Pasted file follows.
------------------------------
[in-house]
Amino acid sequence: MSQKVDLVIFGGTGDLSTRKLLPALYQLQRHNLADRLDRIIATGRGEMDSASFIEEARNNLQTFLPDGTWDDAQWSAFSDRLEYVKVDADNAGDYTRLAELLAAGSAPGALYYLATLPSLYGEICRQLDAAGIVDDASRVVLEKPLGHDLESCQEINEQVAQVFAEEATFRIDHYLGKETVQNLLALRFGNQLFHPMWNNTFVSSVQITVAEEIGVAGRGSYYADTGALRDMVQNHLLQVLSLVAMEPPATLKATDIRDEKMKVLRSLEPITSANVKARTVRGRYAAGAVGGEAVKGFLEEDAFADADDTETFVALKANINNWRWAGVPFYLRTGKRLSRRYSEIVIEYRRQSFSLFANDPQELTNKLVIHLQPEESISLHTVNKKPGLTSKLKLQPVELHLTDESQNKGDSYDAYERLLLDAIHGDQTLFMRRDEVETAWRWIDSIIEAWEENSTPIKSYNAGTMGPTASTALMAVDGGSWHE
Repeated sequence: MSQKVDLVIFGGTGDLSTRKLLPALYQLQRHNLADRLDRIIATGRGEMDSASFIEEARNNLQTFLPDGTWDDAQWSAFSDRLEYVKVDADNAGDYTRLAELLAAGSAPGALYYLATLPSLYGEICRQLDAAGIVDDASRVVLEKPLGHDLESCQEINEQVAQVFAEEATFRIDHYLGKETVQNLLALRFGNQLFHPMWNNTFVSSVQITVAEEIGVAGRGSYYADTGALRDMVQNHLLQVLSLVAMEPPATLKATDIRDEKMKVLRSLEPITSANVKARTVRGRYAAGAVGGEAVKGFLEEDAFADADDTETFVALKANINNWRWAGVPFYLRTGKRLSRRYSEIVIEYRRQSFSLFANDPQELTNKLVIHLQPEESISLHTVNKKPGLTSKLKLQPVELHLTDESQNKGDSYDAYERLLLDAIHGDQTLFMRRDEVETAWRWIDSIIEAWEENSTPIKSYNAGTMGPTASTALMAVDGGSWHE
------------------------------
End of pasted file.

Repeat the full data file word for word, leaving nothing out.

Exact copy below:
[in-house]
Amino acid sequence: MSQKVDLVIFGGTGDLSTRKLLPALYQLQRHNLADRLDRIIATGRGEMDSASFIEEARNNLQTFLPDGTWDDAQWSAFSDRLEYVKVDADNAGDYTRLAELLAAGSAPGALYYLATLPSLYGEICRQLDAAGIVDDASRVVLEKPLGHDLESCQEINEQVAQVFAEEATFRIDHYLGKETVQNLLALRFGNQLFHPMWNNTFVSSVQITVAEEIGVAGRGSYYADTGALRDMVQNHLLQVLSLVAMEPPATLKATDIRDEKMKVLRSLEPITSANVKARTVRGRYAAGAVGGEAVKGFLEEDAFADADDTETFVALKANINNWRWAGVPFYLRTGKRLSRRYSEIVIEYRRQSFSLFANDPQELTNKLVIHLQPEESISLHTVNKKPGLTSKLKLQPVELHLTDESQNKGDSYDAYERLLLDAIHGDQTLFMRRDEVETAWRWIDSIIEAWEENSTPIKSYNAGTMGPTASTALMAVDGGSWHE
Repeated sequence: MSQKVDLVIFGGTGDLSTRKLLPALYQLQRHNLADRLDRIIATGRGEMDSASFIEEARNNLQTFLPDGTWDDAQWSAFSDRLEYVKVDADNAGDYTRLAELLAAGSAPGALYYLATLPSLYGEICRQLDAAGIVDDASRVVLEKPLGHDLESCQEINEQVAQVFAEEATFRIDHYLGKETVQNLLALRFGNQLFHPMWNNTFVSSVQITVAEEIGVAGRGSYYADTGALRDMVQNHLLQVLSLVAMEPPATLKATDIRDEKMKVLRSLEPITSANVKARTVRGRYAAGAVGGEAVKGFLEEDAFADADDTETFVALKANINNWRWAGVPFYLRTGKRLSRRYSEIVIEYRRQSFSLFANDPQELTNKLVIHLQPEESISLHTVNKKPGLTSKLKLQPVELHLTDESQNKGDSYDAYERLLLDAIHGDQTLFMRRDEVETAWRWIDSIIEAWEENSTPIKSYNAGTMGPTASTALMAVDGGSWHE